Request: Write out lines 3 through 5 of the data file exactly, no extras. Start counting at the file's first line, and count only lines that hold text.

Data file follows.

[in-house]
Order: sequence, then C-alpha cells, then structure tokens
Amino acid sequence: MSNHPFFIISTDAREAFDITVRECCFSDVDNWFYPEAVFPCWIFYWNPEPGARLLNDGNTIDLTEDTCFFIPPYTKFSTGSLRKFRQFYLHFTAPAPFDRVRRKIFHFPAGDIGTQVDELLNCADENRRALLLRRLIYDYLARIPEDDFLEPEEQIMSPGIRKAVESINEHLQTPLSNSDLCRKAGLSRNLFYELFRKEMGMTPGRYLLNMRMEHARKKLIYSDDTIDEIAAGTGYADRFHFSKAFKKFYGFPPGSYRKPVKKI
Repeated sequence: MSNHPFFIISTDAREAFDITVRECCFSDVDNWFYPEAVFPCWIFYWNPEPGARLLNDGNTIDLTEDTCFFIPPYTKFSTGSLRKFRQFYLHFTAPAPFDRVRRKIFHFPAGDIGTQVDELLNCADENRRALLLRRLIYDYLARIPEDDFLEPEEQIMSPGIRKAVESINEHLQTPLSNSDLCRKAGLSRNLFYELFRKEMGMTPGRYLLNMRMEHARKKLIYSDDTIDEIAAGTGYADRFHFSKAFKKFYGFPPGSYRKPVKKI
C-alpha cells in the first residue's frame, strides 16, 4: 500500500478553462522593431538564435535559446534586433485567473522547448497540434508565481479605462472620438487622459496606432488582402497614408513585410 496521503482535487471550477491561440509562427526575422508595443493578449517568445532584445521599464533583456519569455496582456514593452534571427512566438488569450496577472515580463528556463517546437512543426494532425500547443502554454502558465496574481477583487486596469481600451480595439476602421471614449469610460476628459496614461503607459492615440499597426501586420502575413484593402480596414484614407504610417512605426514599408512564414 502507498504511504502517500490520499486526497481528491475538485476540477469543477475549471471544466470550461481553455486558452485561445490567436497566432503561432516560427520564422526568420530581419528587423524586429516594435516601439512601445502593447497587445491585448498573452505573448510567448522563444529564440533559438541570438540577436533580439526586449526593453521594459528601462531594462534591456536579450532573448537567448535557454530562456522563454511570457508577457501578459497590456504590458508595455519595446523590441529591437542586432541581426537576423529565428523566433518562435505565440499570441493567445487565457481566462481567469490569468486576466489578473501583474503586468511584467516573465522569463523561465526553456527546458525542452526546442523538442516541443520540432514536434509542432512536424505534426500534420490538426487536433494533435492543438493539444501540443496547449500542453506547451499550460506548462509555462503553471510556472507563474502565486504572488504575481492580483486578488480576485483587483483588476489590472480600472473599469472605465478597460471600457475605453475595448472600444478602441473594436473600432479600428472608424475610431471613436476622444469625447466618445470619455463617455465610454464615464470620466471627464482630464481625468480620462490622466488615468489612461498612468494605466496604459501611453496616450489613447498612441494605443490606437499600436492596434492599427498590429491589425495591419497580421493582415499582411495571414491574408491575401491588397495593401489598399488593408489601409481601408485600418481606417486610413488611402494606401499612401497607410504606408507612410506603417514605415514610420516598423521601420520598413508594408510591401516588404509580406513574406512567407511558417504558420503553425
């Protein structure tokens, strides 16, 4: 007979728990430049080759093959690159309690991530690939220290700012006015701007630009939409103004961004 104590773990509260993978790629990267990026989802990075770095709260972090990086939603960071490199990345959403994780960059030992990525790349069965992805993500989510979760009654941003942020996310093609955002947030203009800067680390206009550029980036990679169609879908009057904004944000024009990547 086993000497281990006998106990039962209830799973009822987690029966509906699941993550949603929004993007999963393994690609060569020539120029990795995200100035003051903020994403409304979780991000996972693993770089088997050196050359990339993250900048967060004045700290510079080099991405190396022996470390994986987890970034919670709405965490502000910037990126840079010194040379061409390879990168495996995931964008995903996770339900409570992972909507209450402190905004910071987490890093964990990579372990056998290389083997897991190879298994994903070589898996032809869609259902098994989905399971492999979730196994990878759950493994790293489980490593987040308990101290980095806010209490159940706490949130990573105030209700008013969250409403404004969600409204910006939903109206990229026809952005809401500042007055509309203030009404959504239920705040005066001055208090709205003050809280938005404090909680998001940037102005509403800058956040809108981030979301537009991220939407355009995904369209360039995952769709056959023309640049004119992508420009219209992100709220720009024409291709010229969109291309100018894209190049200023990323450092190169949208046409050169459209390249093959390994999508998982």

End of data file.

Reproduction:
Amino acid sequence: MSNHPFFIISTDAREAFDITVRECCFSDVDNWFYPEAVFPCWIFYWNPEPGARLLNDGNTIDLTEDTCFFIPPYTKFSTGSLRKFRQFYLHFTAPAPFDRVRRKIFHFPAGDIGTQVDELLNCADENRRALLLRRLIYDYLARIPEDDFLEPEEQIMSPGIRKAVESINEHLQTPLSNSDLCRKAGLSRNLFYELFRKEMGMTPGRYLLNMRMEHARKKLIYSDDTIDEIAAGTGYADRFHFSKAFKKFYGFPPGSYRKPVKKI
Repeated sequence: MSNHPFFIISTDAREAFDITVRECCFSDVDNWFYPEAVFPCWIFYWNPEPGARLLNDGNTIDLTEDTCFFIPPYTKFSTGSLRKFRQFYLHFTAPAPFDRVRRKIFHFPAGDIGTQVDELLNCADENRRALLLRRLIYDYLARIPEDDFLEPEEQIMSPGIRKAVESINEHLQTPLSNSDLCRKAGLSRNLFYELFRKEMGMTPGRYLLNMRMEHARKKLIYSDDTIDEIAAGTGYADRFHFSKAFKKFYGFPPGSYRKPVKKI
C-alpha cells in the first residue's frame, strides 16, 4: 500500500478553462522593431538564435535559446534586433485567473522547448497540434508565481479605462472620438487622459496606432488582402497614408513585410 496521503482535487471550477491561440509562427526575422508595443493578449517568445532584445521599464533583456519569455496582456514593452534571427512566438488569450496577472515580463528556463517546437512543426494532425500547443502554454502558465496574481477583487486596469481600451480595439476602421471614449469610460476628459496614461503607459492615440499597426501586420502575413484593402480596414484614407504610417512605426514599408512564414 502507498504511504502517500490520499486526497481528491475538485476540477469543477475549471471544466470550461481553455486558452485561445490567436497566432503561432516560427520564422526568420530581419528587423524586429516594435516601439512601445502593447497587445491585448498573452505573448510567448522563444529564440533559438541570438540577436533580439526586449526593453521594459528601462531594462534591456536579450532573448537567448535557454530562456522563454511570457508577457501578459497590456504590458508595455519595446523590441529591437542586432541581426537576423529565428523566433518562435505565440499570441493567445487565457481566462481567469490569468486576466489578473501583474503586468511584467516573465522569463523561465526553456527546458525542452526546442523538442516541443520540432514536434509542432512536424505534426500534420490538426487536433494533435492543438493539444501540443496547449500542453506547451499550460506548462509555462503553471510556472507563474502565486504572488504575481492580483486578488480576485483587483483588476489590472480600472473599469472605465478597460471600457475605453475595448472600444478602441473594436473600432479600428472608424475610431471613436476622444469625447466618445470619455463617455465610454464615464470620466471627464482630464481625468480620462490622466488615468489612461498612468494605466496604459501611453496616450489613447498612441494605443490606437499600436492596434492599427498590429491589425495591419497580421493582415499582411495571414491574408491575401491588397495593401489598399488593408489601409481601408485600418481606417486610413488611402494606401499612401497607410504606408507612410506603417514605415514610420516598423521601420520598413508594408510591401516588404509580406513574406512567407511558417504558420503553425